Next Article in Journal
Expression of Resistance in Amaranthus spp. (Caryophyllales: Amaranthaceae): Effects of Selected Accessions on the Behaviour and Biology of the Amaranth Leaf-Webber, Spoladea recurvalis (Lepidoptera: Crambidae)
Previous Article in Journal
Effect of the Topical Repellent para-Menthane-3,8-diol on Blood Feeding Behavior and Fecundity of the Dengue Virus Vector Aedes aegypti
Article Menu

Export Article

Open AccessArticle
Insects 2018, 9(2), 61; https://doi.org/10.3390/insects9020061

Frequent Insect Visitors Are Not Always Pollen Carriers in Hybrid Carrot Pollination

1
Tasmanian Institute of Agriculture, University of Tasmania, Churchill Ave, Hobart 7005, Australia
2
School of Molecular Sciences, The University of Western Australia, 35 Stirling Hwy, Perth 6009, Australia
3
School of Health, Medical and Applied Sciences, Central Queensland University, Callemondah 4701, Australia
*
Author to whom correspondence should be addressed.
Received: 11 April 2018 / Revised: 22 May 2018 / Accepted: 1 June 2018 / Published: 7 June 2018
Full-Text   |   PDF [1381 KB, uploaded 7 June 2018]   |  

Abstract

Insect crop visitations do not necessarily translate to carriage or transfer of pollen. To evaluate the potential of the various insects visiting hybrid carrot flowers to facilitate pollen transfer, this study examines insect visitation rates to hybrid carrot seed crops in relation to weather, time of day and season, pollen carrying capacity, inter-row movement, and visitation frequency to male-fertile and male-sterile umbels. The highest pollen loads were carried by nectar scarabs, honey bees, and the hover fly Eristalis tenax (Linnaeus). Honey bees and muscoid flies were observed to forage mostly within the male fertile carrot row while nectar scarabs and E. tenax foraged across rows, carrying equal pollen loads regardless of their distance from the pollen source. All observed insect taxa were more frequently seen visiting male-fertile than male-sterile umbels. In contrast to other visiting insects, honey bees were abundant and frequent visitors and were observed carrying high pollen loads. Consequently, we suggest both optimizing honey bee management and improving the attraction of carrot lines to honey bees to improve pollination rates for hybrid carrot seed crops. View Full-Text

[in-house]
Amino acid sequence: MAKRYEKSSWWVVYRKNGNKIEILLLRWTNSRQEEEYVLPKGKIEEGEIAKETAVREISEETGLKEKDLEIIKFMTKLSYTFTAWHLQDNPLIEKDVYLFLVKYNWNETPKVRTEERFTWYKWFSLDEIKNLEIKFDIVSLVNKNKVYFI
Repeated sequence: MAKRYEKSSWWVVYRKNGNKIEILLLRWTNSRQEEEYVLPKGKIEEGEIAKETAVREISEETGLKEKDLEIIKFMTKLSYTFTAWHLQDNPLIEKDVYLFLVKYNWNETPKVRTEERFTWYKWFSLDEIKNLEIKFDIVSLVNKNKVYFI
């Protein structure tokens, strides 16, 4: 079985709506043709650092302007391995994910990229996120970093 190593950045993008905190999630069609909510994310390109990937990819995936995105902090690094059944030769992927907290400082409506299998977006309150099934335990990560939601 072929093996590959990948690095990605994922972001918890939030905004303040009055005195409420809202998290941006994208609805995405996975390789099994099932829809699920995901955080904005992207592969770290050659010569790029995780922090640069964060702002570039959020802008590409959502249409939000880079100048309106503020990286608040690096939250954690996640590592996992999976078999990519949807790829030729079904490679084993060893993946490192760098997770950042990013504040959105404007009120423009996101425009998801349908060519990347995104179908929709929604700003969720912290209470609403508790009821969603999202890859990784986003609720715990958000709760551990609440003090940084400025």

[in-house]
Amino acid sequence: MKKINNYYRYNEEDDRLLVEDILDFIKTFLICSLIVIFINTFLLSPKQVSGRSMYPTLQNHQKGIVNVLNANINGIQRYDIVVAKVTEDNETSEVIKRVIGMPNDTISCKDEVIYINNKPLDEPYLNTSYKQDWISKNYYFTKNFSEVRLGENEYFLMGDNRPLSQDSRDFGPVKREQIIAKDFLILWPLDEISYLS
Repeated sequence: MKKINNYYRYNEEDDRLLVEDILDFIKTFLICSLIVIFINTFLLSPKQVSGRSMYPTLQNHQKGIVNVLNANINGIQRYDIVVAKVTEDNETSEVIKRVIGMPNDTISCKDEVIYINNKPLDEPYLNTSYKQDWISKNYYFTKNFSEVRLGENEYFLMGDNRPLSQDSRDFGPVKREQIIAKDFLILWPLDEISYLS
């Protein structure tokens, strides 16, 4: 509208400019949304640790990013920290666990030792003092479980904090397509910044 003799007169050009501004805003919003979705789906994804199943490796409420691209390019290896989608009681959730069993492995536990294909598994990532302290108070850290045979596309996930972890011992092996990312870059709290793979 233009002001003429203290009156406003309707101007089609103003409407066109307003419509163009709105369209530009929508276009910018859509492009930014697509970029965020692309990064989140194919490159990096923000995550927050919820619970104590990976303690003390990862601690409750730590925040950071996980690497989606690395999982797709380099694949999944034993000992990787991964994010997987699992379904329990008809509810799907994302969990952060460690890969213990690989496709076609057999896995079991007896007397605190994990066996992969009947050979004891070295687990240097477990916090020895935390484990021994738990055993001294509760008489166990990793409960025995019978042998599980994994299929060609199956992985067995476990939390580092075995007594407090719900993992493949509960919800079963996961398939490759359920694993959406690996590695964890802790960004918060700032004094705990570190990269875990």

Keywords: carrot; Daucus carota; hybrid; crop pollination; seeds; pollen transfer; honey bee; Apis mellifera; native pollinators carrot; Daucus carota; hybrid; crop pollination; seeds; pollen transfer; honey bee; Apis mellifera; native pollinators
Figures

Figure 1

This is an open access article distributed under the Creative Commons Attribution License which permits unrestricted use, distribution, and reproduction in any medium, provided the original work is properly cited. (CC BY 4.0).

Supplementary material

SciFeed

Share & Cite This Article

MDPI and ACS Style

Gaffney, A.; Bohman, B.; Quarrell, S.R.; Brown, P.H.; Allen, G.R. Frequent Insect Visitors Are Not Always Pollen Carriers in Hybrid Carrot Pollination. Insects 2018, 9, 61.

Show more citation formats Show less citations formats

Note that from the first issue of 2016, MDPI journals use article numbers instead of page numbers. See further details here.

Related Articles

Article Metrics

Article Access Statistics

1

Comments

[Return to top]
Insects EISSN 2075-4450 Published by MDPI AG, Basel, Switzerland RSS E-Mail Table of Contents Alert
Back to Top